Asset turnover (ATO): Total assets divided by gross income
The goal is to generate income equal to your total assets as quickly as possible. An ideal business would turn its assets every two years, such as one million dollars of assets generating $500,000 of gross income. But the national average shows that it takes dairies over three years. To analyze ATO, dairy producers must determine whether they have too many assets or if they need to produce more gross income.


Operation Cost: Total Schedule F expenses minus depreciation and interest
In 1980, the average expense rate on a dairy was 50 percent. That left half the milk check to spend on cattle, machinery, land, etc. Today expense rates are running 70 to 80 percent.

We all know margins are being squeezed. Basically, the average price of milk over the last five years is the same as it was in 1980, yet inflation is on the rise. Cost control and maximizing income work together to help manage expense rates.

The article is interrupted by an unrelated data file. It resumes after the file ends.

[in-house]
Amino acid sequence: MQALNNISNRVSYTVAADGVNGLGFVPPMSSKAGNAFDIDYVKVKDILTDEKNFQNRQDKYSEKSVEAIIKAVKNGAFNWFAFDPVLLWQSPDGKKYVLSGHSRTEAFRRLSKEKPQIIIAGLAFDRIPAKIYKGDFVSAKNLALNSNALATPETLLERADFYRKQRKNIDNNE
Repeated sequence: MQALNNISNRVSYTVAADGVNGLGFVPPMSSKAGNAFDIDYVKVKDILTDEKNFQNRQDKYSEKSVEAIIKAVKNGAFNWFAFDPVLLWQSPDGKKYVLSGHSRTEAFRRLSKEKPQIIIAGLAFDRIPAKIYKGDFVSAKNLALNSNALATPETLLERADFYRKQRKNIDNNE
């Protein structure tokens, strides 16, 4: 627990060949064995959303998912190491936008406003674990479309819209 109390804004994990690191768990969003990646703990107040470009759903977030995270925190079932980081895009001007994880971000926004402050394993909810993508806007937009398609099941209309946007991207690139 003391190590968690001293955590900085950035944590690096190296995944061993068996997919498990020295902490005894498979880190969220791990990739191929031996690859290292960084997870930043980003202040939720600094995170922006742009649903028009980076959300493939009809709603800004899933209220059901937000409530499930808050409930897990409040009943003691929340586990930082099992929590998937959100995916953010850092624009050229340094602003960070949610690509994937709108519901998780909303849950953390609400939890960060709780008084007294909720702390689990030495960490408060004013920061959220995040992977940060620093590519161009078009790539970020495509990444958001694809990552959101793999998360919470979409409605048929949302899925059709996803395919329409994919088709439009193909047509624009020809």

Debt coverage ratio
This ratio measures the cash available after all expenses, including labor and family living expenses, to pay interest and principal. Dairy producers need to have at least $1.25 available for every $1 to be paid in interest and principal.

Debt per cow
This is calculated by dividing all liabilities by total number of cows.

Generally, safe levels range from $2,000 to $3,000 debt per cow; $4,000 can be manageable with greater than 24,000 pounds of milk sold per cow. Even $5,000 debt per cow is possible with the correct repayment terms. Beyond this, it will be difficult to handle in low milk price years.

Lenders are now using dollars of debt per hundred pounds of milk. At this time $20 of debt per hundred pounds of milk appears to be manageable. An example would be 300 cows producing 24,000 pounds of milk, equating to 7,200,000 pounds of milk or 72,000 hundredweights. If the dairy has $1,000,000 of debt, this amounts to $13.89 of debt per hundred pounds of milk.